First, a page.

Seminar makes inclusion of campers with special needs a priority, and emphasizes community building through the lens of disabilities inclusion.

Click here to read what Debbie and Cam said about their Seminar experience.
New Partnerships
First-Ever Birthright Israel: Amazing Israel & Ramah Tikvah Trip!
By Renee Ghert-Zand

A partnership between Ramah Tikvah, Amazing Israel and Birthright Israel brings young adults with disabilities to Israel

Los Angeles Jewish communal professional Michelle Wolf’s daughter had been on a Birthright Israel trip, and she wanted her 22-year-old son Danny to have the same experience. But until recently, she thought that a free Israel tour together with young peers was not in the cards for Danny, who has cerebral palsy and many specialized needs.

To Wolf’s delight, her son is headed to Israel this December on the first-ever Birthright Israel: Amazing Israel-Ramah Tikvah trip. Ramah, the camping arm of Conservative Judaism, has organized Israel trips for Tikvah Program participants and alumni in the past. This, however, is the first one being offered in collaboration with the exceptionally successful initiative that has brought more than 600,000 young Jews to Israel since 1999.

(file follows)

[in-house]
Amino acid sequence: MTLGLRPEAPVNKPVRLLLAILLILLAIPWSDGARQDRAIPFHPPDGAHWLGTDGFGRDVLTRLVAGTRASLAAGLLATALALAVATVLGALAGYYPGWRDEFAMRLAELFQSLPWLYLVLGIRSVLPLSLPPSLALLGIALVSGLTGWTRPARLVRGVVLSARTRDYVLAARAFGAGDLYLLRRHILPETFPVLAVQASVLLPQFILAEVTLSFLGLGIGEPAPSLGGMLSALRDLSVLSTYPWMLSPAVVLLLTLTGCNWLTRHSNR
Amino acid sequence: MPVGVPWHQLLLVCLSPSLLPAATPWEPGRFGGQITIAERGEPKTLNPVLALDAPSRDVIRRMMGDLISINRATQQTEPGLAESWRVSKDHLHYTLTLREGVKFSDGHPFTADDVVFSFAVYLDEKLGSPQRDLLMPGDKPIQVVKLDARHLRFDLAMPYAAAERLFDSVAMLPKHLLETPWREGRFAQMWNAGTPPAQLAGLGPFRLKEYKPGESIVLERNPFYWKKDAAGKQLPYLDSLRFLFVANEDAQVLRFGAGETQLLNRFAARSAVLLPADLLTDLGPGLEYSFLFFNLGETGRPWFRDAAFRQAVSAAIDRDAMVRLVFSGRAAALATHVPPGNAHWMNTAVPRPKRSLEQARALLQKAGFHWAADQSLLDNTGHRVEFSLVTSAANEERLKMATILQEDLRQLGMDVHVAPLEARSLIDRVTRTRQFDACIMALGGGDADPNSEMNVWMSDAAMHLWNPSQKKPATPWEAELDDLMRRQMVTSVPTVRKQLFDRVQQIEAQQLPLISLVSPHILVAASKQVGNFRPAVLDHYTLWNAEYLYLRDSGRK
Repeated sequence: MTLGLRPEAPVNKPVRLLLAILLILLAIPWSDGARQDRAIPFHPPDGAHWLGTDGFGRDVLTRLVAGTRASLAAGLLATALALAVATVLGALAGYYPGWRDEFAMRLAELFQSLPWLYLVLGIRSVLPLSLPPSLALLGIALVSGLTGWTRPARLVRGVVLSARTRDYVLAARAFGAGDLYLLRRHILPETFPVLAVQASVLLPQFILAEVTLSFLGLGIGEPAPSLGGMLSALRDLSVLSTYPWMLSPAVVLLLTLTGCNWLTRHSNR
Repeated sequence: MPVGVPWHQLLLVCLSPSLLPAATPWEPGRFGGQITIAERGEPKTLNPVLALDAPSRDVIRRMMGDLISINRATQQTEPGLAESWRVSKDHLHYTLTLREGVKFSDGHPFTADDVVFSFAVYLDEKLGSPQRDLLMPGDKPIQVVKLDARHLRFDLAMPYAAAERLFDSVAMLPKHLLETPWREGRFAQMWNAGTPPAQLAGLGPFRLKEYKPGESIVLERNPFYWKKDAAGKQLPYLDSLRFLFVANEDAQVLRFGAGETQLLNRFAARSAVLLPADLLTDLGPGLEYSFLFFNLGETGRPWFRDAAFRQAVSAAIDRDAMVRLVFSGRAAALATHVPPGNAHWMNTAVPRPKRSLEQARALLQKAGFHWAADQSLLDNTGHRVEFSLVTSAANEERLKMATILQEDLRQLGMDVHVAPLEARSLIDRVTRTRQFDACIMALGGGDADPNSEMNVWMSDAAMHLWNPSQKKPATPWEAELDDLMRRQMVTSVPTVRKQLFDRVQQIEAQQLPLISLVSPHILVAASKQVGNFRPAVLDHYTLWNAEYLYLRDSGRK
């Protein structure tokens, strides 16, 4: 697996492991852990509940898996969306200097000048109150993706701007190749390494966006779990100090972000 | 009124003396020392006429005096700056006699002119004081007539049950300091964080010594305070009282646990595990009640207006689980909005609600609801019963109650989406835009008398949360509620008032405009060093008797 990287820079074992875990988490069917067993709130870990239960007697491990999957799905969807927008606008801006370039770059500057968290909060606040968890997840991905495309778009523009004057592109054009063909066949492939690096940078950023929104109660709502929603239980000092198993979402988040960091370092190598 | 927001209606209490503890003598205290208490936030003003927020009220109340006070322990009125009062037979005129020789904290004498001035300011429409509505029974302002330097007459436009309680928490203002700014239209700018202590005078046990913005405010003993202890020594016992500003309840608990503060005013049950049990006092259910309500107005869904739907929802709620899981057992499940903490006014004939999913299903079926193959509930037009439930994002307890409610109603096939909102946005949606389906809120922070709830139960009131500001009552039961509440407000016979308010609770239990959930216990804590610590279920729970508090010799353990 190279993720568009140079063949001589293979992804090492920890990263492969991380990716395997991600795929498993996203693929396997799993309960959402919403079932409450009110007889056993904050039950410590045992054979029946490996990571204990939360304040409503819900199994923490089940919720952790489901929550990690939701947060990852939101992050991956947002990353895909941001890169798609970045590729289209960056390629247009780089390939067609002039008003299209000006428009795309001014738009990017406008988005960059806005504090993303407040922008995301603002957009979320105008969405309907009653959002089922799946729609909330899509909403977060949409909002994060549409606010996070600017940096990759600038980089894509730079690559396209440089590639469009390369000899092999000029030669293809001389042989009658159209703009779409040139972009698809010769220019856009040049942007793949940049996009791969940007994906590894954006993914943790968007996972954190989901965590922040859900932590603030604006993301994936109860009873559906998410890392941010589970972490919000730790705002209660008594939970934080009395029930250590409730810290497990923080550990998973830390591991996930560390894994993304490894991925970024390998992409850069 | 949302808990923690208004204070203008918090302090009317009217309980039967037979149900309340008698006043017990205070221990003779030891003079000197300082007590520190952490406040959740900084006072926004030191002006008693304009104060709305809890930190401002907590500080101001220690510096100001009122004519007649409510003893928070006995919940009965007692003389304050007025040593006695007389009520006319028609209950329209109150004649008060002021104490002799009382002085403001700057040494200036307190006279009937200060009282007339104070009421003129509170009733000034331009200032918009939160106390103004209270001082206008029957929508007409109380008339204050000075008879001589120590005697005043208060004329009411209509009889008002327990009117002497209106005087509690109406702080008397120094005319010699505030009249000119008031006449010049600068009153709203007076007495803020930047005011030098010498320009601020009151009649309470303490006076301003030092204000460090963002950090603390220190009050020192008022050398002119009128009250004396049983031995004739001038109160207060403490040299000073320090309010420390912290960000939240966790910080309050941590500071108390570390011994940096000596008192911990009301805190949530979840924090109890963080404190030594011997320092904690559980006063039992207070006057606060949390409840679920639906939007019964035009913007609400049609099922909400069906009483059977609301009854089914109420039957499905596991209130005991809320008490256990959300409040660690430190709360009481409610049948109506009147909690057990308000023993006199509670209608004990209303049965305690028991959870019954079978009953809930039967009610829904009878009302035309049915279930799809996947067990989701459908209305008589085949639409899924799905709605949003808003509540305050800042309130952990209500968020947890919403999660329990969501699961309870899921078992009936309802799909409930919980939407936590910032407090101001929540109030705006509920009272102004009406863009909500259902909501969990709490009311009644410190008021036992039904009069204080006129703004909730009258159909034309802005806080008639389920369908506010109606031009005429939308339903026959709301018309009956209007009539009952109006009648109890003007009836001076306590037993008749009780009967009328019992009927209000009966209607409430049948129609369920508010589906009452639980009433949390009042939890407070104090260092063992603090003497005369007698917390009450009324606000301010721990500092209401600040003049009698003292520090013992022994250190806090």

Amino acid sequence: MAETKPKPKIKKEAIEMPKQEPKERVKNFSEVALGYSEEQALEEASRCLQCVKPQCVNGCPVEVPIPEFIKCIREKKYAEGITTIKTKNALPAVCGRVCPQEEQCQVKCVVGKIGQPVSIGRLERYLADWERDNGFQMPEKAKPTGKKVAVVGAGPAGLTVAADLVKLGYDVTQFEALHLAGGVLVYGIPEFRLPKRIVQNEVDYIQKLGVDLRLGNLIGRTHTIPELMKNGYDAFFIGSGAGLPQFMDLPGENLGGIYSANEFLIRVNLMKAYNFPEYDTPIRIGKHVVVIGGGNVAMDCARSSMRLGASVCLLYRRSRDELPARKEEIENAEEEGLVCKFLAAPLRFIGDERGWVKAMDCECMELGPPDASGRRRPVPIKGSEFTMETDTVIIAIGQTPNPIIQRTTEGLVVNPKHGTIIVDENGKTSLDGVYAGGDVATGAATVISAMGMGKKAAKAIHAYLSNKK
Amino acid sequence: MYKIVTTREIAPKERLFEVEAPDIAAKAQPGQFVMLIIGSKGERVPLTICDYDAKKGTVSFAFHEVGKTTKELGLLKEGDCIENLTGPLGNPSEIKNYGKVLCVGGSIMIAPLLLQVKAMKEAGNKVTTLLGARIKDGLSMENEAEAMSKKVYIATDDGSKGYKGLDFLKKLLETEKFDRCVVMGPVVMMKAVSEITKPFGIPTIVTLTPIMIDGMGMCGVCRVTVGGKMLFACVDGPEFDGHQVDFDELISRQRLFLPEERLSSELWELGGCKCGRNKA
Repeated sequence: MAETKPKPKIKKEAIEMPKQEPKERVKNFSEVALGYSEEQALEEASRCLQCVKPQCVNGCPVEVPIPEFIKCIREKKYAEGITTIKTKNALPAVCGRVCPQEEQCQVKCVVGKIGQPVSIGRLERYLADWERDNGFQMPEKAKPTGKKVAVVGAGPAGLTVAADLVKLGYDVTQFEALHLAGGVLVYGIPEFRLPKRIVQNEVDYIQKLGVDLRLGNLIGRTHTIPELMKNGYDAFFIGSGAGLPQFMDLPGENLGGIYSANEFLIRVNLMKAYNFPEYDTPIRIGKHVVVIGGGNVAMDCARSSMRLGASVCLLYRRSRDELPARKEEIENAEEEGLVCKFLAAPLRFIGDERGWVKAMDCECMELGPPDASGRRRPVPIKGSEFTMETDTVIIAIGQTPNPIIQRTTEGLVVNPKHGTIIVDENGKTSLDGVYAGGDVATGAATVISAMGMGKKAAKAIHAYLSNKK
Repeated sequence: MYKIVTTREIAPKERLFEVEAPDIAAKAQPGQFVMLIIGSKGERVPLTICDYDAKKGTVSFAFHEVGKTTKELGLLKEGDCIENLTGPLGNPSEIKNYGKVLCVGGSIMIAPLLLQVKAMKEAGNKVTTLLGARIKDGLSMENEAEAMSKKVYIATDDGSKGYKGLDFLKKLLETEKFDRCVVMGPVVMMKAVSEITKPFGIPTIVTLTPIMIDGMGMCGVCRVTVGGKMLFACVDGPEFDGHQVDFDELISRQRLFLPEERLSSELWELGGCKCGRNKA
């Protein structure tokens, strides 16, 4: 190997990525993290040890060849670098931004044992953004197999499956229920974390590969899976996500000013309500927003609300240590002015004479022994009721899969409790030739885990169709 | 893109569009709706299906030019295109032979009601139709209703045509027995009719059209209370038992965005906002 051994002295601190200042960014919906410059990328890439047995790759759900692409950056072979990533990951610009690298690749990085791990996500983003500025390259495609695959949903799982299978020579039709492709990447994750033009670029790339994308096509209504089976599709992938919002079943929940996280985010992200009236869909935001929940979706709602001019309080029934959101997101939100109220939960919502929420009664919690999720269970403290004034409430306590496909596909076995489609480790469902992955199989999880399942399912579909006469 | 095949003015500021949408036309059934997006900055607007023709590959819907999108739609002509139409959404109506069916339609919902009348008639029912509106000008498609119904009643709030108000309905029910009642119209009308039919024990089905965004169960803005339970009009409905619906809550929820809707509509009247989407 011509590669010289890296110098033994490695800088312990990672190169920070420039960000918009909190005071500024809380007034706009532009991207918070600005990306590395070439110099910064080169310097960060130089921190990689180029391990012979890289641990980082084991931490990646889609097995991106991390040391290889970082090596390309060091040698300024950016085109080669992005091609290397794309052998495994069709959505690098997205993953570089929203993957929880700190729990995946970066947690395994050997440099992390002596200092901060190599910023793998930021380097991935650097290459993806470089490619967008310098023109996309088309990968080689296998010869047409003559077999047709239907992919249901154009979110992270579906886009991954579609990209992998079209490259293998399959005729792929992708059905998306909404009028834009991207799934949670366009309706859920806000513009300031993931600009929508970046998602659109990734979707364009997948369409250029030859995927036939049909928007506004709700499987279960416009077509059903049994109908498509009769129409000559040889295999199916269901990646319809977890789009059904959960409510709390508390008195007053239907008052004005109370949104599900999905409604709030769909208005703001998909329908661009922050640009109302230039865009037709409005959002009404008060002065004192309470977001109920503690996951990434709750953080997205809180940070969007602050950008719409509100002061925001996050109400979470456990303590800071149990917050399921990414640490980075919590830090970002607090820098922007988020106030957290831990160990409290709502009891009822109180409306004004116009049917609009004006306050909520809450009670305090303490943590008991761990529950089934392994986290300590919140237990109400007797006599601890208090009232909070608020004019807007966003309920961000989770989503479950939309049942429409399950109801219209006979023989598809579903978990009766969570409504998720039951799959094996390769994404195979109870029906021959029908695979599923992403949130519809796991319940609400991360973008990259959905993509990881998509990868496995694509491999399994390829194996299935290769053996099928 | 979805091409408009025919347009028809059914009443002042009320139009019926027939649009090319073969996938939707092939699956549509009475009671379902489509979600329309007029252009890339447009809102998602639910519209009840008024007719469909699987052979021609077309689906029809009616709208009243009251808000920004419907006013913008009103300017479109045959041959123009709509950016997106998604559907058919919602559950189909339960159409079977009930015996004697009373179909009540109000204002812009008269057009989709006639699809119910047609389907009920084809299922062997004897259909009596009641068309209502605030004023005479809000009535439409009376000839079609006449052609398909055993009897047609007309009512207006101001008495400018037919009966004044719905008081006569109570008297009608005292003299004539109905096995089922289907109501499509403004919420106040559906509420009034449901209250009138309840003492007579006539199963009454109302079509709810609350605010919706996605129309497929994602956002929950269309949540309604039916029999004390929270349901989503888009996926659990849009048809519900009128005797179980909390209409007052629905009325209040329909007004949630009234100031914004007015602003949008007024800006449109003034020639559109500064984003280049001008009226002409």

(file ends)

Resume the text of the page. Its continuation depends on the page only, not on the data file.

The Beauty of Yes
By Michelle Wolf

When you have a child with significant disabilities, you get used to hearing “no.”

From nationally recognized speech therapists who say, “Sorry, my cutting-edge techniques won’t work for your son,” after you have schlepped the family halfway across the country to work with them, to Jewish educators who will open their classrooms to some “higher-functioning” students with special needs but not to those who need one-to-one assistance. Not to mention navigating the world of special education in the public school system in which you need to become an expert on the governing federal laws in order to get the services to which your child is entitled.